Learning about other animals and drawing them, writing about them, and interacting with them all open doors for stimulating understanding, trust, cooperation, community, and hope. It can keep their dreams alive. Importantly, the discussions and debates also allow the guys to learn how to harmoniously settle disagreements among themselves and with other people. I've been told this a number of times by some of them and a few of the guards.
There's a lot of food for thought here for conservation psychologists and anthrozoologists who study animal-human relationships. There's a large untapped population of individuals to whom animals mean a lot, but they haven't had the exposure needed to further their education or to express their feelings about these experiences.
After 17 years I continue to get as much out of the class as the students, and it's made me a better listener and teacher both when I'm with them and on the outside. I love talking with them about "all things animals" and can feel the enthusiasm and energy they bring to these conversations. Friday mornings, when I go to jail, are a very special time of the week for me. Many thanks to all of the students who have enriched my life.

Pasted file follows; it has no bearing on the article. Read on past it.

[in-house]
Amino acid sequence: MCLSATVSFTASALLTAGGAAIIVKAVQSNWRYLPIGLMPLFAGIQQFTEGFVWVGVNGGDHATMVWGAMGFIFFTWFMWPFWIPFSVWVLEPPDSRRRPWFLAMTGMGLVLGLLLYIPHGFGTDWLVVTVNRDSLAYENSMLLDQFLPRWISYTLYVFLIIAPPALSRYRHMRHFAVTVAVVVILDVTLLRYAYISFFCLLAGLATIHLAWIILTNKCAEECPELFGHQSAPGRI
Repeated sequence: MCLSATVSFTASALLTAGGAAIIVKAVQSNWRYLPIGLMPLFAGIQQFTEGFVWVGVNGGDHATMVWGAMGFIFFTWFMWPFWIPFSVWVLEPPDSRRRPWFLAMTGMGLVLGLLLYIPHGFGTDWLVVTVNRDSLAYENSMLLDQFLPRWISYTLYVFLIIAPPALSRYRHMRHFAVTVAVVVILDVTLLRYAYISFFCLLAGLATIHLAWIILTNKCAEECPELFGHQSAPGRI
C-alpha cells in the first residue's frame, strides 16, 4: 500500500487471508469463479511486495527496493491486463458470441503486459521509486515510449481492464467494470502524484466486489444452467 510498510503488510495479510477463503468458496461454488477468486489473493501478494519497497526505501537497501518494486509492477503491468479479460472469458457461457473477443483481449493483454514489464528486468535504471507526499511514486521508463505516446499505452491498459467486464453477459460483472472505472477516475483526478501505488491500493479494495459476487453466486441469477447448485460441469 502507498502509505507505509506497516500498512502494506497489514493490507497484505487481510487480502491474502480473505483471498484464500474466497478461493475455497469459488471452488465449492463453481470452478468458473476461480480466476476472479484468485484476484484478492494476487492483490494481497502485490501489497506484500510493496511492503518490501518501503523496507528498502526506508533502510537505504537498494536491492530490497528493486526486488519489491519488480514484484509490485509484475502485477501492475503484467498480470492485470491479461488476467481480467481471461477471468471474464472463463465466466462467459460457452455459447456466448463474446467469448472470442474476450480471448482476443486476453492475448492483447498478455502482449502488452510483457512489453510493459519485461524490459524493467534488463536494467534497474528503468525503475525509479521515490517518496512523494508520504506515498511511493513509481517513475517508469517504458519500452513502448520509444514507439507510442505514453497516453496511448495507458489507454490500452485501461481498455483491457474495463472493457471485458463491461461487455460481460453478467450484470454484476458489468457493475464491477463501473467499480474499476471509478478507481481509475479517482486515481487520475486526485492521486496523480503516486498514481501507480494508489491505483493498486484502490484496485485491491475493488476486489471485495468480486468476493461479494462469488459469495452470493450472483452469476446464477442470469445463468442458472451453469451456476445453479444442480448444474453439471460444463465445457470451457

Caitlin Rockett, Roots & Shoots: A unique program at Boulder County Jail has inmates learning from nature. Boulder Weekly, April 13, 2017.
Marc Bekoff. Animals and Inmates: Science Behind Bars. Psychology Today, September 23, 2009.
Marc Bekoff. Inmates, Animals, and Art: Creative Expressions of Hope. Psychology Today, December 17, 2016.
Jennifer Holland. Nature Behind Bars: Animal Class Helps Prisoners Find Compassion. National Geograpic, May 19, 2015.